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County Halts Borehole Drilling

By Staff | Feb 5, 2016

At its regular meeting Tuesday morning, the Board of County Commissioners voted to put deep borehole drilling to a halt.

The board approved a resolution written by States’ Attorney Galen Mack to put a moratorium on deep drilling – with the exception of water wells – until more information was received from John Harju, of the University of North Dakota’s Energy & Environmental Research Center, during a special meeting Tuesday, Feb. 16, at 9:30 a.m. at Dakota Farms.

As reported in the Jan. 16 edition of the Tribune, the U.S. Department of Energy selected a team led by the Columbus, Ohio-based Battelle Memorial Institute- which also included the EERC; Schlumberger, a Houston-based oilfield drilling company; and Solexperts AG, a Monchaltorf, Switzerland-based construction firm specializing in geotechnical and hydrogeological instrumentations and field tests-on a $35 million project to drill a test hole 16,000 feet deep into crystalline basement rock south of Rugby, near the townships of Balta, Elverum, Girard and Rosedale. The press release said the test would determine if the formation was suitable for numerous applications, including nuclear waste disposal, geothermal energy development and minerals.

The proposed site is on land owned by the State Board of University & School Trust Lands. Last week, Commission Chairman Dave Migler and District 4 Commissioner Duane Johnston attended that board’s meeting in Bismarck, where the board was first introduced to the proposal by Harju, but no application was presented.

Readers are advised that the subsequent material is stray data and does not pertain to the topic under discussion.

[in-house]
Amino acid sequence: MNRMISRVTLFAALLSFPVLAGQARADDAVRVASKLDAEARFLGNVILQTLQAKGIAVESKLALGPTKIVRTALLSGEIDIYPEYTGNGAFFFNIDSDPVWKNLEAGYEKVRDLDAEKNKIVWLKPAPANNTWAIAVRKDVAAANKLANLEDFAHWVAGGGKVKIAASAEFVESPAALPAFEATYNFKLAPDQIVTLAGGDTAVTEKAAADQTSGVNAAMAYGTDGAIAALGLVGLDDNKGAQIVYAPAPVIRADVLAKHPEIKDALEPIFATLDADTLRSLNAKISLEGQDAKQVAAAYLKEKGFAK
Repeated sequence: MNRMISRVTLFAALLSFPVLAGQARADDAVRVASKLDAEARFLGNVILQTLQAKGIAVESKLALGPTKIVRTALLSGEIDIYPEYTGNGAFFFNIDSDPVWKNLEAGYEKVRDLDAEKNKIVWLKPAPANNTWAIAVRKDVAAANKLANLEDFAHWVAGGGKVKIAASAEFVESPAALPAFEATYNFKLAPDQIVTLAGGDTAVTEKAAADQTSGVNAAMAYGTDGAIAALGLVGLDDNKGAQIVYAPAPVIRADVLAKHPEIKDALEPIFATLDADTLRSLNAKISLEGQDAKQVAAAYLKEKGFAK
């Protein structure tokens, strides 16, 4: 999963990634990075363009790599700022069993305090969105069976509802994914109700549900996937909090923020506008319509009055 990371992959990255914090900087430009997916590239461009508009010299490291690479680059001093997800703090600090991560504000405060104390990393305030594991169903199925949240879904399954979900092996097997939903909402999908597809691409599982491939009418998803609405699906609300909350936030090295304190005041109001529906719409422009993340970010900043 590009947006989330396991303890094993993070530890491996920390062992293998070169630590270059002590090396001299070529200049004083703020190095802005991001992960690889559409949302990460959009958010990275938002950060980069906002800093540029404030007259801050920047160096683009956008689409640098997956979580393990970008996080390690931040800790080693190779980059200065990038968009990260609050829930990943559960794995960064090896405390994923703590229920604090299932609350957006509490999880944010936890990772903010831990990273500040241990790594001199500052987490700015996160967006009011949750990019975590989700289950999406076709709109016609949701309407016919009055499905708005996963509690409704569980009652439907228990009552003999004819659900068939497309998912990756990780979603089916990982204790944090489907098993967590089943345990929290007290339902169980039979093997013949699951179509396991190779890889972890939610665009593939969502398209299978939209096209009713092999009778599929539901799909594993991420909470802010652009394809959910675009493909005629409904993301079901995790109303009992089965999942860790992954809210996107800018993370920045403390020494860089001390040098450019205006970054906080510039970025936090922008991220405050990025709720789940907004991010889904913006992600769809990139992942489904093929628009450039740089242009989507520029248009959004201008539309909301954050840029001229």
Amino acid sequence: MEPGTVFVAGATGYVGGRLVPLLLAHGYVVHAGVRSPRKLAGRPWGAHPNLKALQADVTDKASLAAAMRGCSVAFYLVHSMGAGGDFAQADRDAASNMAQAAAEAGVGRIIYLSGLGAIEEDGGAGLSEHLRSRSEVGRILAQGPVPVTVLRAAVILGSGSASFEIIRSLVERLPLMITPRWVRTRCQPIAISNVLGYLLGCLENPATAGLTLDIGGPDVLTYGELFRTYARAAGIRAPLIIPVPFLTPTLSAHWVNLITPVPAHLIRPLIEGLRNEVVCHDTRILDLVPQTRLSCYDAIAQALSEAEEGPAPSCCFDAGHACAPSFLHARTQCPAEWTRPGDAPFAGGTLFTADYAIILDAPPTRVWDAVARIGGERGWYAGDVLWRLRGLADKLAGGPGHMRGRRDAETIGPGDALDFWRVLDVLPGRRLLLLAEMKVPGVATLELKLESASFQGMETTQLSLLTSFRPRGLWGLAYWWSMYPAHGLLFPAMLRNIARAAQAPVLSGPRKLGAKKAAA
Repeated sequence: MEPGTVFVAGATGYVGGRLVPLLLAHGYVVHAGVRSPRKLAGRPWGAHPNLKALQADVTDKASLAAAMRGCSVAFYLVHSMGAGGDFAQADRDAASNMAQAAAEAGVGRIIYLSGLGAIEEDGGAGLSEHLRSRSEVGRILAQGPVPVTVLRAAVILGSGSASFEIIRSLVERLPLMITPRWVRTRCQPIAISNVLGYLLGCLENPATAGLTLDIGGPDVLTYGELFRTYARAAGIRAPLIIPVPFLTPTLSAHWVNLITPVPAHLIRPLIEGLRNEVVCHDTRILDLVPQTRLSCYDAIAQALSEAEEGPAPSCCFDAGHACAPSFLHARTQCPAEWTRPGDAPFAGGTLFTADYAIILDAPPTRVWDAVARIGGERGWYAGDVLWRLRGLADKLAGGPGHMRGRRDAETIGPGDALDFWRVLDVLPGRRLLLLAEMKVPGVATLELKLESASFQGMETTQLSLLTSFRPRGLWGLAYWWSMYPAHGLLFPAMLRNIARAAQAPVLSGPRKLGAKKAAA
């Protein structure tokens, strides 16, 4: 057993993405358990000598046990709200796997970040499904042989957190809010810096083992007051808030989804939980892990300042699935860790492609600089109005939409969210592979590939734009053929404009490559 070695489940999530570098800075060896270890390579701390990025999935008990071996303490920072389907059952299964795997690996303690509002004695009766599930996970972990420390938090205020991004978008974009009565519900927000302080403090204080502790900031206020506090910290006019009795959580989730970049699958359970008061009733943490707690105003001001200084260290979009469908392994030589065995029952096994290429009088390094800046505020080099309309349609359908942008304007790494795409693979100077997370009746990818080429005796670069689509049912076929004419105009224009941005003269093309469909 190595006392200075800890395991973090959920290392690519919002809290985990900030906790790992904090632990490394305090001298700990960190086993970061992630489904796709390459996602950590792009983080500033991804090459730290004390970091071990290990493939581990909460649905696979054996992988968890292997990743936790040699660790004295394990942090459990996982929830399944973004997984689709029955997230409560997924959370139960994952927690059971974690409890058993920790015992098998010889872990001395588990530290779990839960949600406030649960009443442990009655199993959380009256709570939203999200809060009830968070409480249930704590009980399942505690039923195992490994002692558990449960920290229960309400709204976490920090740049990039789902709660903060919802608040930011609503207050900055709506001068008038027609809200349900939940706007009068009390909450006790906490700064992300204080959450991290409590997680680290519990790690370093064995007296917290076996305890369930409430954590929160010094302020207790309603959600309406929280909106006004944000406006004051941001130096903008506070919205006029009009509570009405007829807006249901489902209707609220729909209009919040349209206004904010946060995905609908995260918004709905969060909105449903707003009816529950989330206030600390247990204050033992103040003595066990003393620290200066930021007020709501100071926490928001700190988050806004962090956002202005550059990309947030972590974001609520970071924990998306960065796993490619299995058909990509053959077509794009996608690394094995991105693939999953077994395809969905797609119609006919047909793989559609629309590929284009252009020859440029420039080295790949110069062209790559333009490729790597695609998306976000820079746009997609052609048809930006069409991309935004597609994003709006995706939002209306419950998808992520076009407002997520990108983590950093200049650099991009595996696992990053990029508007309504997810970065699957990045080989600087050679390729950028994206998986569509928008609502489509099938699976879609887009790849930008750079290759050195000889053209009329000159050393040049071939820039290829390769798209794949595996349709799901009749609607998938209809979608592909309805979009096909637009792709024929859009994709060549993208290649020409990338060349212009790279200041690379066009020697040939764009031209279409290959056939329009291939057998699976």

Several Pierce County residents, including Charles Volk, Brad Jacobs, Riley Schaan, Todd Lysne, Duane Hawk and Bill Deck were in attendance to express concerns over the borehole project.

Volk, who lives near the proposed site, urged the board to take immediate action and stop the test.

“It feels like drilling disguised as a scientific experiment and is being railroaded into our community,” Volk said.

Lysne expressed concerns about the transportation of nuclear materials, which Migler also echoed, as there are curvy and narrow roads near the proposed site.

“All of us here feel pretty deep about this,” Migler said.

Mack said that he met with State Land Commissioner Lance Gaebe, who expressed concerns about the borehole project. Mack also shared a letter he wrote to the state’s congressional delegation- Sens. John Hoeven and Heidi Heitkamp and Rep. Kevin Cramer-asking for an investigation and to share their findings.

District 14 Representative Jon Nelson said Harju talked to him, saying Harju was very disappointed in how the information on the project got out. Nelson said there were two issues with the project; the first was determining if the land was suitable and the second was if the land were determined suitable then what could the state and Pierce County do.

“That’s the key phrase: ‘may be suitable’,” Migler said.

Nelson also suggested that Dave Glatt, chief of the N.D. Department of Health’s environmental health section, and Ed Murphy, state geologist with the U.S. Geological Survey, be invited to speak at the special meeting.

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